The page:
It remains unknown what were the mysteries like because revealing the secret was punished by death, however the descriptions of public celebrations were written down. The Greater Mysteries in Athens began on the fourteenth of boedromion when the sacred objects were brought to Eleusinion, a temple situated at the base of the Acropolis Hill. The next day was the time of Agyrmos (“the gathering”) when the priests announced the beginning of holiday and offered sacrifice. On the sixteenth day of the month, the rituals of purification in the sea were taking place near the port of Phaleron and on the seventeenth it was the time for Epidauria (so called “festival within festival”), celebrations for Asclepios, god of healing, when he was invited symbolically to the city with his daughter Hygieia goddess of hygiene and led in procession to Eleusion. On the nineteenth day procession was moving from the Kerameikos cementary to Eleusis along Hierá Hodós (“Sacred Way”), participants were swinging the branches called bacchoi. At a certain point they started to shout obscenities to commemorate (Iambe), an elderly woman who was trying to make Demeter laugh while she was grieving the loss of daughter by pulling the skirt up and saying naughty jokes, people were also shouting “Íakch’, O Íakche!” to celebrate Iacchus. When the procession reached Eleusis, it was the time for one day fasting to commemorate Demeter’s hunger while she was searching for her daughter, the only thing allowed to drink was kykeon made of barley and pennyroyal. On the 20th and 21st it was time for the proper celebrations when the crowd was gathering in Telestrion, a great hall („Initiation Hall”) where those waiting to be initiated gathered, in the centre there was Anaktoron („Palace”) where only the priests were allowed to come because sacred objects were stored here. Before entering Telestrion adepts had to say, I have fasted, I have drunk the kykeon, I have taken from the kiste (“box”) and after working it have put it back in the kalathos (“open basket”). At first two special vessels were filled, then one was emptied in the direction of west and the other towards east and the worshippers were looking at the sky and earth whispering the rain fertilising the ground. The story of Kore Persephone’s abduction was told in three acts, first descent, then search and finally ascend and reconnection with mother. A ‘divine child’ was placed on hearth (check the story of Triptolemus in the post about Demeter) and those initiated to the highest degrees were to cut in silence a sheaf symbolising revival of life after death. The festival was completed with Pannychis, an all-night feast with dancing and rejoicing accompanied by the sacrifice from the bull and remembrance of the dead by libation the next day.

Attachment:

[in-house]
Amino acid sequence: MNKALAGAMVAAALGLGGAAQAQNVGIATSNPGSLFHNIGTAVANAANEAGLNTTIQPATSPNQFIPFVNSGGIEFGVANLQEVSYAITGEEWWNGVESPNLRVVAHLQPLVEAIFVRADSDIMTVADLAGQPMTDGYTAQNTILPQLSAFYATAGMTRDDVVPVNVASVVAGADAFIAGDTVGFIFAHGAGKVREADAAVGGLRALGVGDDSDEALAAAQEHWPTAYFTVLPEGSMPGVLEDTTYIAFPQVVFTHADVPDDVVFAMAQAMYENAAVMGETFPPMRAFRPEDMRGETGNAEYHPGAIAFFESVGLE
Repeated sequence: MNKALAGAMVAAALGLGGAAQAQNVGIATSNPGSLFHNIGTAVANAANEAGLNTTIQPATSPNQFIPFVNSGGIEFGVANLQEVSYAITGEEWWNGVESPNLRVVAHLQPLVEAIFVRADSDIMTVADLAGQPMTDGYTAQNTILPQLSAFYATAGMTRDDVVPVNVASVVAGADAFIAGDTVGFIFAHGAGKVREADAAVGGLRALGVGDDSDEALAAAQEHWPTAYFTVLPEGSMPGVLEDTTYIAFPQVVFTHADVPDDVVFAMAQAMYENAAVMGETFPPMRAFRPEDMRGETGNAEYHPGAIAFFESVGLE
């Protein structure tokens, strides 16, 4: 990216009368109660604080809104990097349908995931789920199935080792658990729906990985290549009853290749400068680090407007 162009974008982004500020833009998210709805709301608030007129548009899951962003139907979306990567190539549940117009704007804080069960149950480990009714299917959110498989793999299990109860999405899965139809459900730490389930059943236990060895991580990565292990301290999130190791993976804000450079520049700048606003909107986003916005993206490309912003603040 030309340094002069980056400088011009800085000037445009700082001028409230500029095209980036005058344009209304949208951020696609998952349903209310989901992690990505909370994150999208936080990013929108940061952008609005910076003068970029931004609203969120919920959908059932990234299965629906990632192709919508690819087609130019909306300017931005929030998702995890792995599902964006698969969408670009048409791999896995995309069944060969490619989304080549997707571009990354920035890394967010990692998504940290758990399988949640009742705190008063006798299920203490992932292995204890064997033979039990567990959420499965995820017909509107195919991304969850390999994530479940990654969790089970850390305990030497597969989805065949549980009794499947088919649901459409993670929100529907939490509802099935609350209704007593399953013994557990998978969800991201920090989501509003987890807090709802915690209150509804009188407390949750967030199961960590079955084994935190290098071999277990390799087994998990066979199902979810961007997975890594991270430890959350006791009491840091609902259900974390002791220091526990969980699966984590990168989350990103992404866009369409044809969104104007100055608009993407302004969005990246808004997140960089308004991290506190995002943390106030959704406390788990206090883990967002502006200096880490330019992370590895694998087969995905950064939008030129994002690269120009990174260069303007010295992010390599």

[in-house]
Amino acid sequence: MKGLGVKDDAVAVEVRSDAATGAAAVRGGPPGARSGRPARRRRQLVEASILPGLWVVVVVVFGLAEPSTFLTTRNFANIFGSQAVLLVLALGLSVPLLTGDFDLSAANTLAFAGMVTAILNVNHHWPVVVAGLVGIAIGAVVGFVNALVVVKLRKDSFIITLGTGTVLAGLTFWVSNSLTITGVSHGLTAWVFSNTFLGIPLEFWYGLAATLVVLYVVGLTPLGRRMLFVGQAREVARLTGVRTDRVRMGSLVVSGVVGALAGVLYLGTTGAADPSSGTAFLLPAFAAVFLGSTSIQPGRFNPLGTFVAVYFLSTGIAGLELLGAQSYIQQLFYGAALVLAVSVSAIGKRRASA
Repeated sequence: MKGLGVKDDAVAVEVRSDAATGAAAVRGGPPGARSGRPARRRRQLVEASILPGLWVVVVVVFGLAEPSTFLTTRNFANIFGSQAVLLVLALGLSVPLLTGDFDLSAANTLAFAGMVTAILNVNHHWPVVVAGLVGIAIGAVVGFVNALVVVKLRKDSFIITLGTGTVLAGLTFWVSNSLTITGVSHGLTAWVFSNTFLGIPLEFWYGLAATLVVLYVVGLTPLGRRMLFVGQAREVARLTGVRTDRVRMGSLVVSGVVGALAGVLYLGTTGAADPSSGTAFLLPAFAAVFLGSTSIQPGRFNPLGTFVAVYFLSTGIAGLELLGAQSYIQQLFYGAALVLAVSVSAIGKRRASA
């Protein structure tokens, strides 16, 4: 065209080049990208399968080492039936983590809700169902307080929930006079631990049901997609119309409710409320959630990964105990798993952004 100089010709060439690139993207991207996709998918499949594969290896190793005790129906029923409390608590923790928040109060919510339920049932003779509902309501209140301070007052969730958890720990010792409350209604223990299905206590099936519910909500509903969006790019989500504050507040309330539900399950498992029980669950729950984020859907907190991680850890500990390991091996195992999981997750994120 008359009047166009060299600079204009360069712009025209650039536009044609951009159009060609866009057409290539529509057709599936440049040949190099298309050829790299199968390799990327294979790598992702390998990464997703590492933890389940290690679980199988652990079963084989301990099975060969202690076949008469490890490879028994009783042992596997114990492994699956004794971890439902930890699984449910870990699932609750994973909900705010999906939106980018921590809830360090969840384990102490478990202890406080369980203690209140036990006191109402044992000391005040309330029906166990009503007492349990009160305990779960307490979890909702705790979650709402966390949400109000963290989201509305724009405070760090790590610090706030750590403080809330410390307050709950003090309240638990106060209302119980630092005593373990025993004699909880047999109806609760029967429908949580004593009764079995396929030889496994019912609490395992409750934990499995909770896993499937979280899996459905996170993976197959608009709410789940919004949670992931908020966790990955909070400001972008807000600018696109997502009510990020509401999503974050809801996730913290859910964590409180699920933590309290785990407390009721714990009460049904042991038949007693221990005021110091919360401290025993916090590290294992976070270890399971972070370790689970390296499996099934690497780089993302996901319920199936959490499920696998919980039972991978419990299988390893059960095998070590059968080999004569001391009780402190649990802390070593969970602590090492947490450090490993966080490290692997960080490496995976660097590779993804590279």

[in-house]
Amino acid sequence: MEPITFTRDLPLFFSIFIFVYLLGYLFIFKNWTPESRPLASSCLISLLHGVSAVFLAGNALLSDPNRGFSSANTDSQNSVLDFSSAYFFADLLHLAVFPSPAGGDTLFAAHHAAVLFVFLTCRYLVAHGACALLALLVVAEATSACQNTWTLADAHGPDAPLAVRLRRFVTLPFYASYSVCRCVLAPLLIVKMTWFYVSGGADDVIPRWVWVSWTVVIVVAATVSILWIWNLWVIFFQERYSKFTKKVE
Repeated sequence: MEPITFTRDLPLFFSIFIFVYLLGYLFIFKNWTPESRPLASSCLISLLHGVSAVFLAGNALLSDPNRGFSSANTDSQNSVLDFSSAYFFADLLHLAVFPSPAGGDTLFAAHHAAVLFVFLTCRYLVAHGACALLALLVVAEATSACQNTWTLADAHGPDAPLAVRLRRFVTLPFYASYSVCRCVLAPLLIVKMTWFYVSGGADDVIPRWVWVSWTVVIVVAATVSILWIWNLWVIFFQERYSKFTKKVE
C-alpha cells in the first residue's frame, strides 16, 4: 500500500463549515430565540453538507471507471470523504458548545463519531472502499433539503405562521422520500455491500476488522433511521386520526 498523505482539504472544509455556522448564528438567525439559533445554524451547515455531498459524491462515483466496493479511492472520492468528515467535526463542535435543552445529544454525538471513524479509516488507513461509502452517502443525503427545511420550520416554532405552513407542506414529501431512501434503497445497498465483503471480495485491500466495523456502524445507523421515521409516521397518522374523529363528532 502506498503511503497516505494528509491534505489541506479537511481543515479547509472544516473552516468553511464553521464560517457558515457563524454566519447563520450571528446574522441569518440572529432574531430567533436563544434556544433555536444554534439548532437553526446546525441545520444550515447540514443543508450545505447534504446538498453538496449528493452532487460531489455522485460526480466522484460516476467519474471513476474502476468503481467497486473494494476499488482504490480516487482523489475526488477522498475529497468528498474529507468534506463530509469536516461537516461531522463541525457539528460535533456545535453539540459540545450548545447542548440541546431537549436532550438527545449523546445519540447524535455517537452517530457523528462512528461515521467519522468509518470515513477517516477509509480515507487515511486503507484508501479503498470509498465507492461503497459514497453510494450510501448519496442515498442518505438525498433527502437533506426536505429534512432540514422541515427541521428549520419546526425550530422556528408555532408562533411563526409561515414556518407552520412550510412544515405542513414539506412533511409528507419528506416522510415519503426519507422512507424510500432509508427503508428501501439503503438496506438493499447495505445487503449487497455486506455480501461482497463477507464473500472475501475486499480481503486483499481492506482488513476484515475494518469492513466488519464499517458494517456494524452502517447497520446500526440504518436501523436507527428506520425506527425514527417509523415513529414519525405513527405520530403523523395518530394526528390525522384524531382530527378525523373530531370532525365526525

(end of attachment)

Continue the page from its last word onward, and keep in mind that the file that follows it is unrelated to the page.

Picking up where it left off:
This is how Cicero wrote about these celebrations, For among the many excellent and indeed divine institutions which your Athens has brought forth and contributed to human life, none, in my opinion, is better than those mysteries. For by their means we have been brought out of our barbarous and savage mode of life and educated and refined to a state of civilization; and as the rites are called “initiations,” so in very truth we have learned from them the beginnings of life, and have gained the power not only to live happily, but also to die with a better hope.. (Laws II, XIV, 36)
Another holiday for Demeter and Kore Persephone was the festival of Thesmophoria celebrated all over Hellas from the 11th to 13th of the Pyanepsion month (October) when married women were free to come out of the houses** and participated in the women exclusive rites. Not much is known about this festival for a very simple reason: only married women participated in them and they were not the ones who wrote chronicles or memories. What we do know is that there were processions on the first day, the second one was the time of mourning, extinguishing the fire and eating pomegranates and the third was sacrificed to the rather unknown in mythology Kalligenea, goddess of beautiful birth. There were also records saying that at night swine were sacrificed in the trenches and caves and the remains of the animals sacrificed in previous year were retrieved and placed on the altar, mixed with seeds and planted. There was also Anthesphoria, the festival of flowers and cereals, celebrated in the Hellenic colonies in Italy (so called Magna Grecia) and in the Peloponnesus.
Ancient Romans took the cult of Kore Persephone over from Hellenic colonies established on the south of Italy and Sicily. She was called Proserpine in the local local dialect and this version of her name was adopted in the Apennine Peninsula. It is interesting to notice that she was venerated as the patroness of marriages in one of these cities called Epizephyrian Locris (present day Locri), this usually was the domain of Juno (Hera). Children were entrusted to Persephone and brides were bringing her their garments before weddings as votive offerings. A very popular image of Kore Persephone and Hades surrounded by plants and animals attributed to them comes precisely from Epizephyrian Locris.